Experts call for better mechanism as ‘DO NOT VISIT’ posters trigger COVID stigma in Kashmir
Srinagar: A 49-year-old man hailing from the old city tested positive last month. He was hospitalized and discharged after testing negative. When he returned home, he faced a vindictive treatment at the hands of his own family.
“Nobody wanted to interact much with him after he came back home. His family blamed him for the indifference from their neighbours because of his coronavirus tag. It hurt him so much that he attempted suicide. He had gulped down multiple sleeping pills after which, he was rushed to the hospital,” said a senior psychiatrist at Government Psychiatric Hospital, Rainawari, who is presently treating him for depression.
Similarly, last week, a 35-year-old man from the civil lines contracted the virus from his wife. “I developed fever, cough, and body ache after my wife tested positive but I refused to go for testing. I knew I would also test positive so I isolated myself in the room,” he said.
Fearing social stigma, the man did not seek help nor discussed symptoms with anyone. “Neither do I trust the health response system nor the community – who will label a coronavirus mark on me and put me down,” he said.
These are not isolated cases in Kashmir. To prevent the spread of coronavirus, the administration has started putting up ‘don’t visit’ posters outside the residences of COVID positive cases. However, the posters have sparked unwarranted behaviour towards health workers, infected persons and their families, or anyone with even a sliver of connection to the disease.
Dr. Aftab Rather, lecturer of sociology at Government Degree College, Shopian pointed out that installing signboards is adding to the stigmatization.
“Any strategy needs to be long term, broad-based and transparent, with key public figures who can help the administration communicate this daily. Unless the government can help people understand the disease itself, telling them not to be anxious about it is futile. Further, it needs to drive home the point that stigmatizing people and communities will not help,” he said.
Dr. Aftab stressed the need to move from the language of fear and paranoia to that of empathy. “We can stop using terms such as `infected’ and `carrier’ and switch to `affected’ or `acquired’. This reminds people that patients and those at risk are people just like us,” he said.
Associate Professor, Department of Social Work, University of Kashmir Dr. Waqar Amin said the posters will only stigmatize the families. “It brings double stigma– one being a positive and other a positive family. It puts a lot of pressure on families who require social support and care. We are stigmatizing them as if they are untouchables,” he said.
Dr. Amin noted that the authorities could have used local community leaders to provide some effective mechanisms which are socially relevant and acceptable and do not affect the mental health of families and patients.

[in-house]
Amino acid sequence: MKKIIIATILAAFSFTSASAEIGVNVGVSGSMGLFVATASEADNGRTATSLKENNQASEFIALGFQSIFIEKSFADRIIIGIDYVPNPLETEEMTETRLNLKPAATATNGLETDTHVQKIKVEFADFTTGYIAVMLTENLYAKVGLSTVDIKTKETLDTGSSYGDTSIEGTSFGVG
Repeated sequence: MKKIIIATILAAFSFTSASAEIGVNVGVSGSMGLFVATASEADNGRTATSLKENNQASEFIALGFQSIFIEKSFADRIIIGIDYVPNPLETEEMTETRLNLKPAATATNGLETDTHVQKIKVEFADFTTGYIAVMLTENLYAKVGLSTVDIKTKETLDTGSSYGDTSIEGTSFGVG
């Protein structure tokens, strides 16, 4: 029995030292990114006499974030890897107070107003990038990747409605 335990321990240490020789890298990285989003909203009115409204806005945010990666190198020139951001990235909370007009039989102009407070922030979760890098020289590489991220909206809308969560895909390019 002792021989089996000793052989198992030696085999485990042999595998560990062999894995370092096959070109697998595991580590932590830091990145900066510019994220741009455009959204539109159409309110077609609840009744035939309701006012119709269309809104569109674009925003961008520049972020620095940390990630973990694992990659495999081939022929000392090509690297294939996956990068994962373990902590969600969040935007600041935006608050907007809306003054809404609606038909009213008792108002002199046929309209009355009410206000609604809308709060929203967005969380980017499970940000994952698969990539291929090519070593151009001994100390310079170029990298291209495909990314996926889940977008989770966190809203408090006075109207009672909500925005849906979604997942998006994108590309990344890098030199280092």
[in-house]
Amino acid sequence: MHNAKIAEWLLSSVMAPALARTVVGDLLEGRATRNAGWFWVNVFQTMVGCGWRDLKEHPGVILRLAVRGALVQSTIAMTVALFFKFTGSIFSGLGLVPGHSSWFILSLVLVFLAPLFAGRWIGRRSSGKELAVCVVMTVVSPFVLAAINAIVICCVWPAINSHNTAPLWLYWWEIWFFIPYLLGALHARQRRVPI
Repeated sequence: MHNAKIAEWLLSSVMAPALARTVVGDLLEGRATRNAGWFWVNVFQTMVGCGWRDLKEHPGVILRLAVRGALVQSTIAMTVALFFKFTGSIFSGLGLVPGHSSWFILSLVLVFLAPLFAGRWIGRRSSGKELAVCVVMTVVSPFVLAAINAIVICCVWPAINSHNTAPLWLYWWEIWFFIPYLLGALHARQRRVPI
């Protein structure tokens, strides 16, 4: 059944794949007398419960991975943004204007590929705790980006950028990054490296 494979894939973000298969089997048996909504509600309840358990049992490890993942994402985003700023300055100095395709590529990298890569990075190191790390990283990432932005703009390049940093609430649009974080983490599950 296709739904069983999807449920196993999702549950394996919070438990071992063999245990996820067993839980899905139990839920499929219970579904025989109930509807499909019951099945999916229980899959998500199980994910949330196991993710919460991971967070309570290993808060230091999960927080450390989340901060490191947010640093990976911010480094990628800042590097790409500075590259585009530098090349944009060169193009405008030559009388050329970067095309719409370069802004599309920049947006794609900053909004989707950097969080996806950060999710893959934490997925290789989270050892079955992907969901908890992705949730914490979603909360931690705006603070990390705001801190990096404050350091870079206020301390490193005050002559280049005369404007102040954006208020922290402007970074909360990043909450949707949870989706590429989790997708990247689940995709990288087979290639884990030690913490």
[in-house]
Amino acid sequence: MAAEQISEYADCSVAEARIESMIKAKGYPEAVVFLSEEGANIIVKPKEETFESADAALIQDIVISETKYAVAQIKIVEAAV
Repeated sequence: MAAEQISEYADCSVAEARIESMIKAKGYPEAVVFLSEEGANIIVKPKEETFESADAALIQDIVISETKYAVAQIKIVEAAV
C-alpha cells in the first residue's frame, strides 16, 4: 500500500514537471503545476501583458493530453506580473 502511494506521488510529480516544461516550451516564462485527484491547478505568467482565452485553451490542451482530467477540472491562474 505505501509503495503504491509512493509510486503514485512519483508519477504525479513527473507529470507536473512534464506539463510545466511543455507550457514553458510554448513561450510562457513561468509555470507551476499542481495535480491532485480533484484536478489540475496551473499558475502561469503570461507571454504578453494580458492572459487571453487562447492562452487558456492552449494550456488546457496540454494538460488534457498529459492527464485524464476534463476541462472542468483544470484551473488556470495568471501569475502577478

“Solution lies in our understanding and information. We need to frame our policy in such a way that it works on two sides. On one side, it should work on awareness generation campaigns among masses to make them realize the effect of COVID on health. On the other side, we need to project success stories of recovered patients and prominent personalities affected by COVID so that people understand,” he said.
Dr. Mudasir Firdosi, a Kashmiri Psychiatrist based in London, said it seems many people are hiding their symptoms due to stigma and fear of consequences to their loved ones as the state policy still is in shambles.
“At the same time, if the home quarantine is used, there is no mechanism to stop neighbours and guests from visiting the place as is evident. Hence there is justification to use signs as it may deter people to visit those who may be positive,” he said.
Dr. Mudasir noted that unfortunately, people seem to be still visiting each other in a false belief the next person cannot be positive which is dangerous and often the cause of community transmission.
Similarly, Dr. Yasir H Rather, Associate Professor.psychiatry department, IMHANS said quarantine is a trauma-inducing experience.
“It induces anxiety, boredom, uncertainty, and social stigma. However, keeping asymptomatic patients under home quarantine is better than community or hospital-based quarantine,” Dr. Yasir said.
He said that if the authorities are imposing strict restrictions on the movement of people under quarantine, it’s because people are not cooperating.
“They tweak the rules according to their convenience. The need of the hour is people understanding how important following the quarantine rules are. Whether symptomatic or asymptomatic, self-isolation is a mandate. Not just for us but also to save others around. It’s a collective responsibility,” he said.
Waseem Kakroo, Mental Health Therapist, IMHANS said installing signboards is an effective way to keep people away from such homes.
“However, it surely at the same time can have some unwanted consequences. One of them being that it may invite stigma about such people. But since it is a community problem it may not be stigmatized at that level. At the same time we should try to build empathy in the minds of people about the patient suffering from COVID 19 infections,” he said.